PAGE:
Lets print out the 2 times table using for-in with a range:

for number in 1...10 {
	println("\(number) times 2 is \(number*2)")

We can also iterate over the cards dictionary to print out both the key and the value:

for (cardName, cardValue) in cards {
	println("\(cardName) = \(cardValue)")

If Statements

To control the flow of our code we of course have an if statement.

if cardValue == 11 {
} else if cardValue == 12 {
} else {
	println("Not found")

Note: The if syntax can have parenthesis but they are optional. However, the braces {} are mandatory unlike other languages.

Switch Statement

The switch statement in Swift is very versatile and has a lot of features. Some basic rules about the switch statement:

  • It doesn’t require a break statement after each case statement
  • The switch is not limited to integer values. You can match against any values such as: String, Int, Double or any object for that matter.
  • It must be exhaustive which means that it must match against every value possible, if not, you must have a default case. If you don’t provide a case for every value or a default then you will get a compiler error saying: “switch must be exhaustive”.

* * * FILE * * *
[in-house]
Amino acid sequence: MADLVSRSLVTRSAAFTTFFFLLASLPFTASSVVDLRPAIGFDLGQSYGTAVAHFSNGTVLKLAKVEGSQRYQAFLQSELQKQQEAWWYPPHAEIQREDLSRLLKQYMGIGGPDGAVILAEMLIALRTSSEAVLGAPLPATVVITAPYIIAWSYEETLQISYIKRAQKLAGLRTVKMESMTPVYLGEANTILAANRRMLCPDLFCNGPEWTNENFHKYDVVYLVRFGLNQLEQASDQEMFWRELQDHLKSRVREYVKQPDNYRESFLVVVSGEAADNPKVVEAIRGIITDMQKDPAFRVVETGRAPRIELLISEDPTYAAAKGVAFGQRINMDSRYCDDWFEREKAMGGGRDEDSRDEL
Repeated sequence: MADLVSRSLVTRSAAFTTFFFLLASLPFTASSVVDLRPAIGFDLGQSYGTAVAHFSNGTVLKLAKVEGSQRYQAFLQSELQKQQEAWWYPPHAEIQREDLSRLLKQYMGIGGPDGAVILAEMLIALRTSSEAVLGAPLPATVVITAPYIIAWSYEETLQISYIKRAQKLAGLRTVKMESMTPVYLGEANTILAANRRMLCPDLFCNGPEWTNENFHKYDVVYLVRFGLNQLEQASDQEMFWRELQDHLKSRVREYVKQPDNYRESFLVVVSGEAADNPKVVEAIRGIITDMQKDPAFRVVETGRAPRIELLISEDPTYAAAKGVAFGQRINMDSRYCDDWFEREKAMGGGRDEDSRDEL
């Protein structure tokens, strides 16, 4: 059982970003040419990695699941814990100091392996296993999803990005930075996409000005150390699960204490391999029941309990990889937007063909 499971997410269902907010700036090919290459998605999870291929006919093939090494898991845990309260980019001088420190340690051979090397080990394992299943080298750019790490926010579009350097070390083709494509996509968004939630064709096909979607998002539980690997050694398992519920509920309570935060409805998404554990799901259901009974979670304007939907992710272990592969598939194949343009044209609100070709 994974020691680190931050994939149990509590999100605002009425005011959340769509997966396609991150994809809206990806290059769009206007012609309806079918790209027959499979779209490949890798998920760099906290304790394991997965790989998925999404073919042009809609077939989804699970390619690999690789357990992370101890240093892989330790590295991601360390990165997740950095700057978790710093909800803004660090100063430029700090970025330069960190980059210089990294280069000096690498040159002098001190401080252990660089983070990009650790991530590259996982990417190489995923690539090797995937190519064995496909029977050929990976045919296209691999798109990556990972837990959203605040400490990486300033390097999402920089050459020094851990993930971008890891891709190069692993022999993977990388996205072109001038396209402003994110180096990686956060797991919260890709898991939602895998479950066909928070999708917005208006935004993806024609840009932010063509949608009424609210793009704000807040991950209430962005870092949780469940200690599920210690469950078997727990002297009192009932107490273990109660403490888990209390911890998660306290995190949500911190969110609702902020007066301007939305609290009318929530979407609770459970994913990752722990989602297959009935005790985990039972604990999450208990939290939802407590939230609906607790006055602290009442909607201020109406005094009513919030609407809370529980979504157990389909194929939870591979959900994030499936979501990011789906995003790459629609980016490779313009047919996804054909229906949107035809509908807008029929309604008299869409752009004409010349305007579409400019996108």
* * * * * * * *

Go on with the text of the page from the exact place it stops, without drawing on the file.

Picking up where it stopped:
switch cardValue {
	case 11:
	case 12: 
		println("Not found")


Lets say you have a distance variable and you are trying to print a message based on distance. You can use multiple values for each case statement:

switch distance {
	case 0:
		println("not a valid distance")
	case 1,2,3,4,5:
	case 6,7,8,9,10:
		println("too far")

There are times when even multiple values are limiting. For those instances you can use ranges. What if any distance greater than 10 and less than 100 was considered far?

switch distance {
	case 0:
		println("not a valid distance")

	case 1..10:

	case 10..100 :

		println("too far")


Can you guess what the above code will print?


Finally, we have been using println in a lot of our examples which is an example of how to use a function. But how can you create your own function?

It is simple, you have to use the keyword func and provide it with a name.

func printCard() {